Income tax figures belie Irish ‘low-tax’ myth

Self-employed and PAYE workers now pay broadly similar rates of income tax

By any standards, including comparing ourselves to our major trading partners and competitors, these tax rates are high and kick in at low levels of income.

By any standards, including comparing ourselves to our major trading partners and competitors, these tax rates are high and kick in at low levels of income.

Wed, Oct 16, 2013, 01:30

We are often told that Ireland is a “low-tax” country. Tax tables published with the main budget documents provide a revealing insight into the current state of our income tax system. Some pundits complain that high earners, often self-employed, people pay too little tax.

For example, Seán Healy of Social Justice Ireland recently proposed that high earners be taxed, all in, at 45 per cent of their total income. According to the Government data published yesterday, a single self-employed person on €120,000 will be handing over 44.8 per cent of his or her income to the State both this year and next. Married couples at this income level fare slightly better: 41.2 per cent in total income taxes.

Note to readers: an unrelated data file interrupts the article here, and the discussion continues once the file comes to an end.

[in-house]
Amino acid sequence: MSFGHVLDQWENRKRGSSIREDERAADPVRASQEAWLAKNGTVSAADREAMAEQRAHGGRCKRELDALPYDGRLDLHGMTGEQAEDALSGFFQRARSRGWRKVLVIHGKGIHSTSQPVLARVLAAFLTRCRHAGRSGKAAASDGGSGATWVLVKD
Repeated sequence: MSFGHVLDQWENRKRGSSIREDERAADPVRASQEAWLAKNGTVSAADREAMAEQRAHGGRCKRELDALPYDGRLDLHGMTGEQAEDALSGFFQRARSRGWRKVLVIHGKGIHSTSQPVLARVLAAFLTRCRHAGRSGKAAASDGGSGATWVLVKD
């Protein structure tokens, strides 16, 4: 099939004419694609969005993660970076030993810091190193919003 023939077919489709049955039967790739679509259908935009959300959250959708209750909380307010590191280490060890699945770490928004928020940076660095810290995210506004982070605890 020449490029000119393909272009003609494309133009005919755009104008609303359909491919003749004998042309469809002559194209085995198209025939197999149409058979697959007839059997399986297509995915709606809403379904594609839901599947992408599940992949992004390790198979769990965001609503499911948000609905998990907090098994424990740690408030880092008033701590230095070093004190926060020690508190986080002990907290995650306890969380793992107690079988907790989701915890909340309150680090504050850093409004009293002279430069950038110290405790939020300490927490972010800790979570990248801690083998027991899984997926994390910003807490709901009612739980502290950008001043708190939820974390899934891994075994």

For the PAYE worker, the numbers are now similar to the self-employed sector: that’s a mark of the success the authorities have had in limiting tax breaks. At €100,000 a year, a single PAYE worker hands over 41 per cent of his income. This rises to 46 per cent as income gets to €175,000.

By any standards, including comparing ourselves to our major trading partners and competitors, these rates are high and kick in at low levels of income. At the other end of the scale, nearly 40 per cent of workers pay no tax at all.

The numbers support other studies from the OECD and ESRI that conclude that the Irish tax system is very progressive, hits high earners very hard and has relatively low (or no) taxes on average incomes.

When we add in all of the other taxes, high earners are potentially handing over 60 per cent or more of their income to the tax man. That’s an average, all-in, rate of tax, not a marginal rate. This raises a number of interesting questions. Anyone who thinks taxes should be raised needs to explain what definitions of equity and fairness they are using and why higher taxes could improve our economic circumstances.